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All the info you need on hardwood flooring

One fact is undeniable: Hardwood flooring adds warmth and charm to any home, no matter what the decor. Here is more to help you make the right choice.

Michael Flooring Inc. is your one-stop flooring source, with a full inventory of products and services such as skilled installation and interior design consultations.

We’re also, like you, concerned about the environment, so we also carry sustainable items like bamboo and cork. Our primary showroom is in Bakersfield, CA and we service surrounding areas such as Taft, Tehachapi, Shafter, and Wasco.

Make sure your hardwood flooring is the right thickness

You need to answer some questions to be sure you make the right selection. Are you choosing solid or engineered wood? These hardwood types have different thickness requirements.

What’s the climate like in the room in which you plan to install? Solid hardwood expands with humidity or shrinks in the dry and cold; this flooring can cup, crown, or gap if you don't plan accordingly.

How long do you plan to live in the home? Your priorities will be different if the purchase is a spruce up to sell, or if you’re planning to pass the home to other family generations. There are three main thicknesses for solid: ⅝ or ¾ or ⅞-inch, with the most common being ¾-inch.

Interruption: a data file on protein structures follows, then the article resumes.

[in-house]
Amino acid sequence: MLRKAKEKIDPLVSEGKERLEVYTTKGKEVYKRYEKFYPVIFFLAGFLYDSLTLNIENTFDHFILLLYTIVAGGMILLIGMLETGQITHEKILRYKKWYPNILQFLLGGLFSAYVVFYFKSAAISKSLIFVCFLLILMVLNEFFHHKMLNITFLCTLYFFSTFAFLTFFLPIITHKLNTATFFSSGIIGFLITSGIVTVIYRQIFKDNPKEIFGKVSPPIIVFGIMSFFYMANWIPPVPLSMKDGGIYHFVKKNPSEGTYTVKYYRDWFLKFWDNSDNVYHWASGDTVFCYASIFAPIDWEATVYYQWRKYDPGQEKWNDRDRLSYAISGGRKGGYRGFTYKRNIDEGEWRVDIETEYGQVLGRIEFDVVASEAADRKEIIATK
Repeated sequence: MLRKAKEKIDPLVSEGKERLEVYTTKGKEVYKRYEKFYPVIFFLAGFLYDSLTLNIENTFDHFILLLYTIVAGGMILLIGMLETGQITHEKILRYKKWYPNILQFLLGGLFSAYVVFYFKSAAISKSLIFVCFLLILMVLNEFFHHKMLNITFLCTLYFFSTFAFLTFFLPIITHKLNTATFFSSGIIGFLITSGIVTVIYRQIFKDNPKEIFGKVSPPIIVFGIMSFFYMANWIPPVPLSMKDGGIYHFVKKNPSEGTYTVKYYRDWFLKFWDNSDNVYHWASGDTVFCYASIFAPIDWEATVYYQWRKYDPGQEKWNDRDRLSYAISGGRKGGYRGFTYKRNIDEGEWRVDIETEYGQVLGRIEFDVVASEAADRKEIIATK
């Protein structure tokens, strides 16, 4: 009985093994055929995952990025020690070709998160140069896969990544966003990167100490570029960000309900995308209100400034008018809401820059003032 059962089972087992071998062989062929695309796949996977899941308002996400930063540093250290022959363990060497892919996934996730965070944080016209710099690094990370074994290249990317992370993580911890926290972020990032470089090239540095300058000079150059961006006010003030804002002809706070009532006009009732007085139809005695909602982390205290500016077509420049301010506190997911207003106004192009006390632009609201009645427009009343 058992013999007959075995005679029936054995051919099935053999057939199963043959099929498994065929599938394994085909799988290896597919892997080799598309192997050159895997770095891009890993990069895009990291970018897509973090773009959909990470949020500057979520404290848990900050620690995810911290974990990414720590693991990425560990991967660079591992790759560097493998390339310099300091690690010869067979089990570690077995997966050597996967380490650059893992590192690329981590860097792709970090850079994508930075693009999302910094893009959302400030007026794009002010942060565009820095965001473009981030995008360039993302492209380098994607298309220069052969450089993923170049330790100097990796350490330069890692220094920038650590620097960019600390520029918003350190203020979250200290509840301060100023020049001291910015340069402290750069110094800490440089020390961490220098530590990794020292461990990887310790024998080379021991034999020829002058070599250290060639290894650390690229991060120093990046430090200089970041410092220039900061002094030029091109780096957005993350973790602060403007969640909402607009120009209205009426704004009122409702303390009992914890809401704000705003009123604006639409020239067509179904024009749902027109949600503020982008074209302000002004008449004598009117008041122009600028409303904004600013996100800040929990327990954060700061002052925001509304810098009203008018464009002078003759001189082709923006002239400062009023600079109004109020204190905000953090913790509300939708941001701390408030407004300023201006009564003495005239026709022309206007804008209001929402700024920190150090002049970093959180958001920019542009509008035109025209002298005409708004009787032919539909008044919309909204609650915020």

Engineered hardwood thickness

With engineered hardwood, it’s important to understand a little about how it’s constructed. The top layer often referred to as the veneer layer. It is composed of a genuine wood slab and gives the floor its beauty with the knots, raised grains, swirls, and undertones.

It is also what determines the number of times the flooring can be sanded and refinished. Underneath are at least three layers underneath of genuine wood combined with some resins to give it more stability. Some select engineered floors that have as many as five to seven layers.

The veneer layer measures ⅝ or ¾-inch, but you can get it thinner or heavier; obviously, thinner means less refinishing.

What species do you want?

All hardwood is hard, but some species are tougher than others. For solid, the most popular fall in the oak, maple, and cherry families, while hickory is often selected for engineering.

Ask about exotics, such as mahogany, tigerwood, and Brazilian cherry; they are hard, with vibrant colors and patterns, but will cost more.